The Rule of Composition

The rule of composition is a term that is sometimes used to refer to that part of the Unix philosophy that states that programs should be designed to be connected with other programs. It might also be referred to as the rule of connection.

There is no single, standardized statement of the Unix philosophy, but if it had to be described with only a single word, that word would be modularity. Modularity refers to the development of a system from components (i.e., modules) that can be arranged or fitted together in a variety of ways. Adherence to this concept has resulted in what are widely regarded as the most efficient, robust and elegant of operating systems, thus accounting for their exceptional longevity and vitality1.

Command line programs (i.e., programs that operate in an all-text mode) can be connected to each other in Unix-like operating systems by pipes, which are one of the most useful of the original UNIX innovations. Pipes, which are designated in commands by the vertical bar character, send the output of one program to another program to become its input, thereby making possible highly specialized and efficient pipelines of commands whose results would be awkward, if not impossible, to achieve by any other means, except perhaps by the creation of large, and excessively complex monolithic programs.

A key to the success of the rule of composition has been the strong UNIX tradition of writing programs whose inputs and outputs both consist of plain text to the extent possible, rather than binary (i.e., non-plain text) data. Plain text is any string (i.e., finite sequence of characters) that consists entirely of printable characters (i.e., human readable characters) and, optionally, a very few specific types of control characters (e.g., characters indicating a tab or the start of a new line). This simple and consistent standard not only greatly facilitates the exchange of information among programs by making pipes possible, but it also makes inputs and outputs of individual programs easy for humans to read and understand.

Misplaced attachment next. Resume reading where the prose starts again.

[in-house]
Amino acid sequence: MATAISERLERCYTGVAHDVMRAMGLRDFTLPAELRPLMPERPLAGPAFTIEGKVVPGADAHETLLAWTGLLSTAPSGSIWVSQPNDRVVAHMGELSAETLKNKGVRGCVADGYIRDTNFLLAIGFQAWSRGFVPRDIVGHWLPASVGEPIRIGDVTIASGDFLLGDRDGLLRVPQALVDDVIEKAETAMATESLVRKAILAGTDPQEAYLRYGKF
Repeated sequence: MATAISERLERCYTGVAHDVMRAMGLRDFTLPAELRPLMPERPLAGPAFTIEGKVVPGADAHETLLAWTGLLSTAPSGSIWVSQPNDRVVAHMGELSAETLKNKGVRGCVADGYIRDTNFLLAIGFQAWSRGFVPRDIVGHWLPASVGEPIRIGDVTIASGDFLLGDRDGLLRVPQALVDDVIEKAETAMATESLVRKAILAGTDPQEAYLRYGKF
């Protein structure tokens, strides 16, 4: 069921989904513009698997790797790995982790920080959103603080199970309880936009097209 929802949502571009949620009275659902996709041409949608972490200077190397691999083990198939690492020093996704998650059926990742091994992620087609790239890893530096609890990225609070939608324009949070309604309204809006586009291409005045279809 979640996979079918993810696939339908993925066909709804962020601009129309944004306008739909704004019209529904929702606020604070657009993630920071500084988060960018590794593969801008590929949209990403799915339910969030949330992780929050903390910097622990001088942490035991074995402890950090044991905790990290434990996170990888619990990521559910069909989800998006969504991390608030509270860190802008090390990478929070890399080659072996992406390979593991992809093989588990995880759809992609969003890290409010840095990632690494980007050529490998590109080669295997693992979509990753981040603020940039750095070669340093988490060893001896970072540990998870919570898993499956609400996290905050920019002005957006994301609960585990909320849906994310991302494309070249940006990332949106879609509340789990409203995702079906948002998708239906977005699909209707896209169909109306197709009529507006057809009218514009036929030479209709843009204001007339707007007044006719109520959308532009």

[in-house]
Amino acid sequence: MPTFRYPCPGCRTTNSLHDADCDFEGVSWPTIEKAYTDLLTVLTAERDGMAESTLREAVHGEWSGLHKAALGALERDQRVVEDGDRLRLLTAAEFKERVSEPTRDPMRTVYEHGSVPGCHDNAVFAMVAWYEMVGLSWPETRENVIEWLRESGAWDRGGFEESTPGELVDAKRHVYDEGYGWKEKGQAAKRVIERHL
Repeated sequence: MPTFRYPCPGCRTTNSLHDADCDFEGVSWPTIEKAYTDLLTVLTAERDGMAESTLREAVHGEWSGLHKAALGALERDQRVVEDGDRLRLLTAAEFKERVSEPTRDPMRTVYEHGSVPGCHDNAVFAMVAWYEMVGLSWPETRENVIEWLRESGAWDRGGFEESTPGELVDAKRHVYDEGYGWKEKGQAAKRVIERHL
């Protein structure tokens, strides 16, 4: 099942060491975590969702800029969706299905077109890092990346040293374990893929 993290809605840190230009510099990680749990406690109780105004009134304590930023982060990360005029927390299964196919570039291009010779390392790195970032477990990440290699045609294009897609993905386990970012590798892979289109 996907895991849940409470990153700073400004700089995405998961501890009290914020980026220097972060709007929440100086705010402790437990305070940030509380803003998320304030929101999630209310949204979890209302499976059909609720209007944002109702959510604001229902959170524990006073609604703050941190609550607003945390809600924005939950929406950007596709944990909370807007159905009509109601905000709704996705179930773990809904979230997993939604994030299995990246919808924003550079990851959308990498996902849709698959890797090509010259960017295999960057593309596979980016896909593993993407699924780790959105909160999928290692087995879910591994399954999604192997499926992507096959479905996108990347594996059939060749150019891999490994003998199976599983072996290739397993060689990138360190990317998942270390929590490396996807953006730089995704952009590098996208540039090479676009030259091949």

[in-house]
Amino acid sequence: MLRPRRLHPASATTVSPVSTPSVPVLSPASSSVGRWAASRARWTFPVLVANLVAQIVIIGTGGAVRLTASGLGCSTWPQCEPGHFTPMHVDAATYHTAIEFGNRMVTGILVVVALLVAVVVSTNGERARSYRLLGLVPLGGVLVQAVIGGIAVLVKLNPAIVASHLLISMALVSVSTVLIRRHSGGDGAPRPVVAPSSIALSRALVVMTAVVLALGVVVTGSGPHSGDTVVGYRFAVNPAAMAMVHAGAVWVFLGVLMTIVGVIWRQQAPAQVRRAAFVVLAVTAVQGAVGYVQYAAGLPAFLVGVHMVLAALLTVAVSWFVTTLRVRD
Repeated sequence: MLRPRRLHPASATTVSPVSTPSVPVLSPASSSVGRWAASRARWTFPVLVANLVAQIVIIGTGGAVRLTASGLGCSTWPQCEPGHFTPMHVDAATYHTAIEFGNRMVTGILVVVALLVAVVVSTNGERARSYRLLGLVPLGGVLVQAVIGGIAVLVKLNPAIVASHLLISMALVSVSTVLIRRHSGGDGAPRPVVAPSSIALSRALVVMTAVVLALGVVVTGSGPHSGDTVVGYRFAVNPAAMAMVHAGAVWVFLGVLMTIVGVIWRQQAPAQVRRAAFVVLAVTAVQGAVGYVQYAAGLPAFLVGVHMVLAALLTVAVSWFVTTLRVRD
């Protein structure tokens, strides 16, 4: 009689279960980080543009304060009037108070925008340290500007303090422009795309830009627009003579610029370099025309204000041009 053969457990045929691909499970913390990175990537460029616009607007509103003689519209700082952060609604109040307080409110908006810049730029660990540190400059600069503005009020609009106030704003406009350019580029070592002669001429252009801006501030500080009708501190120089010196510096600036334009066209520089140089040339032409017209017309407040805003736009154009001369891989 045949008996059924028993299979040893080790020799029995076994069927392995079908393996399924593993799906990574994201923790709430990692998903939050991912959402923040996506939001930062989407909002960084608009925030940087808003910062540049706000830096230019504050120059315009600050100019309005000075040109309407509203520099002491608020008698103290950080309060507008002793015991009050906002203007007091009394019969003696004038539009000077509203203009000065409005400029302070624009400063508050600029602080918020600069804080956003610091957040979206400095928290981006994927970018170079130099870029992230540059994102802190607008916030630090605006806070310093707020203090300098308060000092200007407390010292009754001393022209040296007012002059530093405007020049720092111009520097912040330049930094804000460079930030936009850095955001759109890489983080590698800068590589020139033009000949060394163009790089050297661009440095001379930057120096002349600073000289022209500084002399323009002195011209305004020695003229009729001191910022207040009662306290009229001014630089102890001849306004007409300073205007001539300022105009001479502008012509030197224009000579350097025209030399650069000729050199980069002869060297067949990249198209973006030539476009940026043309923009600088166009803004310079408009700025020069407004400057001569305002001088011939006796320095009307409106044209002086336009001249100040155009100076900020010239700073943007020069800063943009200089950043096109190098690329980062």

Binary data formats are sometimes unavoidable, such as for images and compressed text. However, in many cases where complex binary formats have been used, it might be possible to use a plain text format, even at the expense of a little extra CPU (central processing unit) time, in order to improve connectivity among programs. Likewise, although GUIs (graphical user interfaces) can be very useful (particularly for new users), when creating programs that operate in a GUI, an attempt should be made to maximize the ability of such programs to utilize plain text inputs and outputs.

This ability of programs to be connected with each other is also related to other tenets of the Unix philosophy, including the rule of silence, which states that by default programs should only provide that information which is useful to most users and should avoid producing unnecessary or poorly worded output. Information that is rarely needed, is of interest to only a small minority of users or is obvious should be available through the use of options not only to avoid distracting users and avoid wasting their time, but also because it facilitates communication among programs via pipes.

The rule of composition could be contrasted with the rule of separation. The latter refers to separating policy from mechanism and to separating interfaces from engines.

1For example, UNIX was first invented more than 35 years ago, which is ancient by computer standards. Yet, two of its modern descendants, Linux and Mac OS X, are currently at the forefront of technological advance and and have the most rapidly growing market shares.

Created June 17, 2006.
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